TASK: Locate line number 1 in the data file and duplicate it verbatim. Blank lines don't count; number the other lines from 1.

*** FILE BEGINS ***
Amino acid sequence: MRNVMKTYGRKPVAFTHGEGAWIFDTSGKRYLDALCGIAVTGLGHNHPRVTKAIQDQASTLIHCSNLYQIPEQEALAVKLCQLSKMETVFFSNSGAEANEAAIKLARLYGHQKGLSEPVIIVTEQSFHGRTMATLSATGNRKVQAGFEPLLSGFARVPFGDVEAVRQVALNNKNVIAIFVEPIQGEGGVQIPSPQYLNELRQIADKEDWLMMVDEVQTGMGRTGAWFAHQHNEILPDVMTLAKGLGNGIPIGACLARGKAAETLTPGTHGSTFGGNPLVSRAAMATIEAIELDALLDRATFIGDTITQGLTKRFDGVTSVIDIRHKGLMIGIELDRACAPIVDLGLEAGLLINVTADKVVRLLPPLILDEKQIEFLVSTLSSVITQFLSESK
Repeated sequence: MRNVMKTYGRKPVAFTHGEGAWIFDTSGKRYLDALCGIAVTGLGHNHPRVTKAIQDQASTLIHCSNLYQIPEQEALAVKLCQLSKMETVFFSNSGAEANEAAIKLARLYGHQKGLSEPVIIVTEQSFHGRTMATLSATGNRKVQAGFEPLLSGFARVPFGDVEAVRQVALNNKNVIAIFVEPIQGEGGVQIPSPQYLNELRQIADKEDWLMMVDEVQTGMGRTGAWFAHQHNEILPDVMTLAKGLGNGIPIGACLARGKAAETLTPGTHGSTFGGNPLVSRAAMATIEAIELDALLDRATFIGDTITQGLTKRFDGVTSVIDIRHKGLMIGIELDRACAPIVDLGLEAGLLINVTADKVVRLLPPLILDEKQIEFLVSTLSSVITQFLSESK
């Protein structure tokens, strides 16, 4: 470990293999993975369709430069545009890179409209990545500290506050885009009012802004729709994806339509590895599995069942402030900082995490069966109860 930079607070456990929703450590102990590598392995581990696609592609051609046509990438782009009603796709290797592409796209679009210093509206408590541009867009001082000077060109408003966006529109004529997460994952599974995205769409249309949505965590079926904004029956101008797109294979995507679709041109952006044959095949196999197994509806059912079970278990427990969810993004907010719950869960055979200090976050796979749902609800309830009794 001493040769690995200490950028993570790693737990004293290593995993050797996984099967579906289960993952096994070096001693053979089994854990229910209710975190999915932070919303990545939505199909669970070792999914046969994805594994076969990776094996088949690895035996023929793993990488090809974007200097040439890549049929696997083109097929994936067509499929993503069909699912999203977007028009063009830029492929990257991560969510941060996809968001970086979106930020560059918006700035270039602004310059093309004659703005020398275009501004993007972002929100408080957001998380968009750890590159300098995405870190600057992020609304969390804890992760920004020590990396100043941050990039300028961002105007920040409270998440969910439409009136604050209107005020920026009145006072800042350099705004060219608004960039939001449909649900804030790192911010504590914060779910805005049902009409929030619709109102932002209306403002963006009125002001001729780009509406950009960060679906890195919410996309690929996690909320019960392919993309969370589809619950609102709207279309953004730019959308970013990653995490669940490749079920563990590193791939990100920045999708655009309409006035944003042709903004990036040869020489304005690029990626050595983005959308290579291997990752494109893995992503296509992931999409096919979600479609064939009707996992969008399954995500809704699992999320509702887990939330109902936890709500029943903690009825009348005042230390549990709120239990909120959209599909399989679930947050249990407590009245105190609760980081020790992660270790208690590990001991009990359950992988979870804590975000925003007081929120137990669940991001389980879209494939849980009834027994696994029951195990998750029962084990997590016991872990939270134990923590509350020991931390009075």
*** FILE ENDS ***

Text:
Amino acid sequence: MRNVMKTYGRKPVAFTHGEGAWIFDTSGKRYLDALCGIAVTGLGHNHPRVTKAIQDQASTLIHCSNLYQIPEQEALAVKLCQLSKMETVFFSNSGAEANEAAIKLARLYGHQKGLSEPVIIVTEQSFHGRTMATLSATGNRKVQAGFEPLLSGFARVPFGDVEAVRQVALNNKNVIAIFVEPIQGEGGVQIPSPQYLNELRQIADKEDWLMMVDEVQTGMGRTGAWFAHQHNEILPDVMTLAKGLGNGIPIGACLARGKAAETLTPGTHGSTFGGNPLVSRAAMATIEAIELDALLDRATFIGDTITQGLTKRFDGVTSVIDIRHKGLMIGIELDRACAPIVDLGLEAGLLINVTADKVVRLLPPLILDEKQIEFLVSTLSSVITQFLSESK